Additionally, your suggestion favors specializing in earlier bought classes even late in a character's career, vs my proposal which favors choosing whether to specialize or not, early in the character's career but doesn't favor any particular class choice late in the character's career, which allows character shifting their build focus due to story events (which has happened plenty of times) without penalty where-as your suggestion would favor improving earlier chosen classes even late in the game when the player might be focusing more on a later chosen class' abilities.

    So it is a case of picking where you want the benefits.

    So what benefits were you thinking of when you made your suggestion?


    For healing deadly wounds, the normal use of healing hit points doesn't apply. However, the heal skill can be used to treat injuries. For the most part, it is mostly healing ability score damage or explicitly stated though (such as under the vitals entry) and those latter uses can be thought of as treating deadly wounds.


    @ Michelle,

    I realized a little late that I didn't mention any of the benefits of your suggestion, such as being cheaper on total xp in the long run, and I don't mean to imply anything negative about your suggestion (in fact as a proposition, I'm more than open to changing things),but those benefits do exist. At the moment though, I'm more curious about what benefits you were thinking of.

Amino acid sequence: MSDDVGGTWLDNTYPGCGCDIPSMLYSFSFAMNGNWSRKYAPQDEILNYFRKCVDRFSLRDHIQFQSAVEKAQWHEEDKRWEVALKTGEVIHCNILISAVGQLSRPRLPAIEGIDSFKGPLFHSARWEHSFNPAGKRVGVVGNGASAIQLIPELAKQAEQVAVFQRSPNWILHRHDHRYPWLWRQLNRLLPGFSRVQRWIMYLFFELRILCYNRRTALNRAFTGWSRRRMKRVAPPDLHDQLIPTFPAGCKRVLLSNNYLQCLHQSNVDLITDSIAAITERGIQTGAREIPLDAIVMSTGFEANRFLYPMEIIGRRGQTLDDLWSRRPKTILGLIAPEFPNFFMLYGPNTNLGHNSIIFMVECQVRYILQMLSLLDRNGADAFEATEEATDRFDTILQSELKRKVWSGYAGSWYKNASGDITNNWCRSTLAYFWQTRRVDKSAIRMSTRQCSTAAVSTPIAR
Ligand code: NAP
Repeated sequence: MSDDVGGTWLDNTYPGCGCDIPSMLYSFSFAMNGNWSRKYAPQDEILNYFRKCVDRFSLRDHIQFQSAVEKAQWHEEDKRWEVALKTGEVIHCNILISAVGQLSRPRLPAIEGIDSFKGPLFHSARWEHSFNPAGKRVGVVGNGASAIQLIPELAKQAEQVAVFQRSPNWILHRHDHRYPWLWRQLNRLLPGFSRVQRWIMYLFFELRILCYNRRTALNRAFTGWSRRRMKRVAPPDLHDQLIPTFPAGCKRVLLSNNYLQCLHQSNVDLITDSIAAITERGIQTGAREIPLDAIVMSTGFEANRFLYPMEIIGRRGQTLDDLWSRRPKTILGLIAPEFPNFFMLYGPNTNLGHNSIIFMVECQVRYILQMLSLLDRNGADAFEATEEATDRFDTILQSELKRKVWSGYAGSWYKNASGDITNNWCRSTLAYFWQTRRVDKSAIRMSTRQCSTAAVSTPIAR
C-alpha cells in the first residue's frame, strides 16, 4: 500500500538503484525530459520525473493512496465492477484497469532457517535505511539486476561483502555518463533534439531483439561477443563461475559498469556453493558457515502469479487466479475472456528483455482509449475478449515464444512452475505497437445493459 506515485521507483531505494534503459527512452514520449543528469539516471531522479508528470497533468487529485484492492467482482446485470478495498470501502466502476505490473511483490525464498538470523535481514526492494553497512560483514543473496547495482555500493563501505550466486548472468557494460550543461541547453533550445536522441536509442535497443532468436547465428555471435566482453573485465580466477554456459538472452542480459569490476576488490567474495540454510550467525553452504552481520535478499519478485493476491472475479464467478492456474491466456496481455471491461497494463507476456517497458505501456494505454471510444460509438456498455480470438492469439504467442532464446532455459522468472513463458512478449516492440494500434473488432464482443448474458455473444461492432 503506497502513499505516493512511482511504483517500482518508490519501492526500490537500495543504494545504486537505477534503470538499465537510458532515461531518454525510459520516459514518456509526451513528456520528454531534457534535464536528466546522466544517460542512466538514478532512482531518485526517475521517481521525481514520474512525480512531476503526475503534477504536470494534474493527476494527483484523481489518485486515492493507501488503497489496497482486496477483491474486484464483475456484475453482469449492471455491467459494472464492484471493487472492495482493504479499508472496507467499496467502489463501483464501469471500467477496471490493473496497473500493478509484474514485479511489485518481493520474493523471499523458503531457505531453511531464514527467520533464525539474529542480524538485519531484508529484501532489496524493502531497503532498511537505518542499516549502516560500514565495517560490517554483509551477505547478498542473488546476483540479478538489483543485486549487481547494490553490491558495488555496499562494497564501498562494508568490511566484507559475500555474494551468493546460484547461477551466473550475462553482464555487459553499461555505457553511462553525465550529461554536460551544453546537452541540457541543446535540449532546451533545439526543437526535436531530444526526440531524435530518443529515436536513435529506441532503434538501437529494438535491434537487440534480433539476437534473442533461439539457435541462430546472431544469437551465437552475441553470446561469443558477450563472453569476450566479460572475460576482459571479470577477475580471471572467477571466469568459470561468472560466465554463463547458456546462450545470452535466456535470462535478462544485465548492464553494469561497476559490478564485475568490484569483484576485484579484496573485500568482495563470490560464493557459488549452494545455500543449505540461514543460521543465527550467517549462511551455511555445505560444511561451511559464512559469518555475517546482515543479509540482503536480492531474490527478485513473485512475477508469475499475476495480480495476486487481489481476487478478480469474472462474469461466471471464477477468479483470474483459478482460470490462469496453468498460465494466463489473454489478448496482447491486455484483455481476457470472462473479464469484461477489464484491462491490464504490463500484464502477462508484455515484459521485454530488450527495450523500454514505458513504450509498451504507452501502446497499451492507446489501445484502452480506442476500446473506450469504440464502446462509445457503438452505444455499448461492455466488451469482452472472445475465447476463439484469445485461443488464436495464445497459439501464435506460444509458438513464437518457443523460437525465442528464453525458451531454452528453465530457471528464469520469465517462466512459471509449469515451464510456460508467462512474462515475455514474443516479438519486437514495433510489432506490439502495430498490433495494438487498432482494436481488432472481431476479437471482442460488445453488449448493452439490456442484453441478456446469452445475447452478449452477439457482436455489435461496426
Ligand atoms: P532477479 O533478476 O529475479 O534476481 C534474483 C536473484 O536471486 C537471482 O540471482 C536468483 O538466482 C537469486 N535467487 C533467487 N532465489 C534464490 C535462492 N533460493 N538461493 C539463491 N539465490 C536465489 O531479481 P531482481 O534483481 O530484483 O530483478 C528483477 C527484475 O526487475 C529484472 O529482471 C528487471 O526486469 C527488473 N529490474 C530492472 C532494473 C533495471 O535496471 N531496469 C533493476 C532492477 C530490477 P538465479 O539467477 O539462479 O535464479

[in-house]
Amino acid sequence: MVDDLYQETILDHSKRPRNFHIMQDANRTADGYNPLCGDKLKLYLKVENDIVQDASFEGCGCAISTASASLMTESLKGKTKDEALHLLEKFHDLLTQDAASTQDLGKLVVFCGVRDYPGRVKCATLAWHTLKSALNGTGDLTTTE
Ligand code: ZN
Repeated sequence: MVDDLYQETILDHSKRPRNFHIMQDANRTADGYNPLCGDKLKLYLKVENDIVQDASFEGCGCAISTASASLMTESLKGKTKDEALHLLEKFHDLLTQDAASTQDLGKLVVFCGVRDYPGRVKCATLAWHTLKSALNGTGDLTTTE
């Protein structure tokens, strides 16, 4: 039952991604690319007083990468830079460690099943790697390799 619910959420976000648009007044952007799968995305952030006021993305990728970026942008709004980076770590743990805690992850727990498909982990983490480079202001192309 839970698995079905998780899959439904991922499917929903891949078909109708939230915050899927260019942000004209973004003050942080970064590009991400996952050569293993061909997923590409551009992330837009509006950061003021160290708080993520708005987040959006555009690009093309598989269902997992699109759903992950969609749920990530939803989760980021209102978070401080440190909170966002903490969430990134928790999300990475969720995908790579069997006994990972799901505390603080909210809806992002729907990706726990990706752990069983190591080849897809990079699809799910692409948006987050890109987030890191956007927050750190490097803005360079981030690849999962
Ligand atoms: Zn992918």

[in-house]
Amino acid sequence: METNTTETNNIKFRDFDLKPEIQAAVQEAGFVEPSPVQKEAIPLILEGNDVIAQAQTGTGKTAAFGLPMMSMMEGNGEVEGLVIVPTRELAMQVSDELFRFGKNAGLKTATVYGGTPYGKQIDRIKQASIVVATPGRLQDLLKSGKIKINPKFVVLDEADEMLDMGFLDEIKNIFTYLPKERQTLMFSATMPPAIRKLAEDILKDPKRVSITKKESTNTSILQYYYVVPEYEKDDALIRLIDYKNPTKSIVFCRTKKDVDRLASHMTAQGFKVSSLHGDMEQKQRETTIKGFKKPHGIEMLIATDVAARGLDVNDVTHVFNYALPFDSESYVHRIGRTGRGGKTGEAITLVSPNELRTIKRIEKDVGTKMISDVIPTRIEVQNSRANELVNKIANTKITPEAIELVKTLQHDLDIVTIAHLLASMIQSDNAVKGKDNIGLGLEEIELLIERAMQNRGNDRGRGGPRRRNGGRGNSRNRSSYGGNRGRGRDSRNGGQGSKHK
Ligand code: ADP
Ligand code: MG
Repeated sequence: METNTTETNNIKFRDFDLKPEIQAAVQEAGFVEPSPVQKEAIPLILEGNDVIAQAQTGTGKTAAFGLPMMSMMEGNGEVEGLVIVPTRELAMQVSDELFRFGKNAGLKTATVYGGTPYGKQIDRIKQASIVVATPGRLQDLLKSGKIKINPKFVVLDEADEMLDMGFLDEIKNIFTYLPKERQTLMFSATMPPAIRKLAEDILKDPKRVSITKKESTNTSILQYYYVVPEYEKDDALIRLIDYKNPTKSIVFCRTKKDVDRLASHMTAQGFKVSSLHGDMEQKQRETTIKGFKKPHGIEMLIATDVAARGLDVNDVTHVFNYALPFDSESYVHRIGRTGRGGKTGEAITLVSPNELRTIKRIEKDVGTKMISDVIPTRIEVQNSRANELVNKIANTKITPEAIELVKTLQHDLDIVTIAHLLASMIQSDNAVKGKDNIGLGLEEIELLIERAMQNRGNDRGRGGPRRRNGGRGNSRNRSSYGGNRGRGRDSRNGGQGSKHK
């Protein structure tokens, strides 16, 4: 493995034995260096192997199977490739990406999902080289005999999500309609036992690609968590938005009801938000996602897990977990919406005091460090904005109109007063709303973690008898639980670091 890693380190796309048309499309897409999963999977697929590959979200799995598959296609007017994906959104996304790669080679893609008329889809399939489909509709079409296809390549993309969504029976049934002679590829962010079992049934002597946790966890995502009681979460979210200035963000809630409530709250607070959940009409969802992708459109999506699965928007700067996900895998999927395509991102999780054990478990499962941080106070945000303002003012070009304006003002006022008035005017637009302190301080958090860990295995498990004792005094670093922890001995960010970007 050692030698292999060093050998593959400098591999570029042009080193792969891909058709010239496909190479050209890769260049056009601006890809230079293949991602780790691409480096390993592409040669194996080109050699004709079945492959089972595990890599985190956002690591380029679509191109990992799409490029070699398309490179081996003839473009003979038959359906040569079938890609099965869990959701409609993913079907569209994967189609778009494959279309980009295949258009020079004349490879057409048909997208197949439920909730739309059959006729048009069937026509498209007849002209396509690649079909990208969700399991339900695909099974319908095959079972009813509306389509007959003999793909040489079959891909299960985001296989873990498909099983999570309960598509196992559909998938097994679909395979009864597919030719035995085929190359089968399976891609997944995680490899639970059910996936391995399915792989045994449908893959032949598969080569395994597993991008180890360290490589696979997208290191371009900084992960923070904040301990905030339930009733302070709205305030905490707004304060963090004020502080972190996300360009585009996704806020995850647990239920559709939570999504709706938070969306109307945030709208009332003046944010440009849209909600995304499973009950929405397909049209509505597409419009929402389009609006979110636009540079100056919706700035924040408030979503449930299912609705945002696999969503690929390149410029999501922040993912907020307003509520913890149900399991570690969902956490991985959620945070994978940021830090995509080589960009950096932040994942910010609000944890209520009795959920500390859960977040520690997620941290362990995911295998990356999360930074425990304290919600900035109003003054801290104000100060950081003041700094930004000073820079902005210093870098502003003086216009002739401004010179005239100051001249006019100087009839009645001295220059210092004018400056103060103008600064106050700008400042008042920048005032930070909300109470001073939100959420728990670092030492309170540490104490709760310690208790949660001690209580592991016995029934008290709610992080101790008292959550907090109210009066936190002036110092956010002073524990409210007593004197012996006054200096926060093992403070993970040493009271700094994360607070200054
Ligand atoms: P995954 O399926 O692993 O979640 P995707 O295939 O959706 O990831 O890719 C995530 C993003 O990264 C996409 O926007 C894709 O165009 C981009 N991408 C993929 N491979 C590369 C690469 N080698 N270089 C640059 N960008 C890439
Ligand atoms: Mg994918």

Contributor

    I was just thinking that it would encourage more gradual branching out, vs starting off with several different classes. Even using my suggestion, buying your first level in a 5th class would be cheaper than buying a 10th level in your first class (for example). But mainly, I'm just thinking of situations where a player might go "Well, I would like to add another class to my build, but then it would make my next Wizard level cost 10,000,000 XP. Might as well just stick to what I have."

    It does highly favor whichever classes you go into first though, which might be a drawback for certain people/builds.


    Oh, so it happens that I'm in one of those periods of time when I actively search for nice and good games...

    I've read the first posts of the thread and I'm quite curious about this. Would you all mind if I joined?

    While I read the rest of the posts, let me answer your questions:

    1 - Do you want to explore a rather unique setting, or more generic fantasy?
    I'd rather play something unique.

    2 - Do you want to try all these rules ideas or just certain ones?
    Let's try! I guess, anyway, that with 6 players there'sll be spreading enough to touch most of the new rules.

    3 - Do you want to play some mildly reflavored Season 6 pathfinder scenerios, or something more sandboxish?
    I don't play PFS, so I don't know.

    4 - If going for my unique setting (which is quite expansive) what would you like to see or try? Magi-tech? Survival? Frontier Exploration? Floating islands amongst an endless sea of air? Unlimited dungeon delving?
    Always loved Iron Kingdoms style, but I'm up for anything, be it historical flavour or even more special (Exalted, anyone?).


    Hey, letting everyone know that wed-fri this week and the next couple of weeks are too busy for me to post. I got sideswiped with it this week unexpectedly. The other days will be fine and I'll still post then, but it is slowing me down a bit. 20 hour days of more active work than usual with 4 hours rest in between is not fun.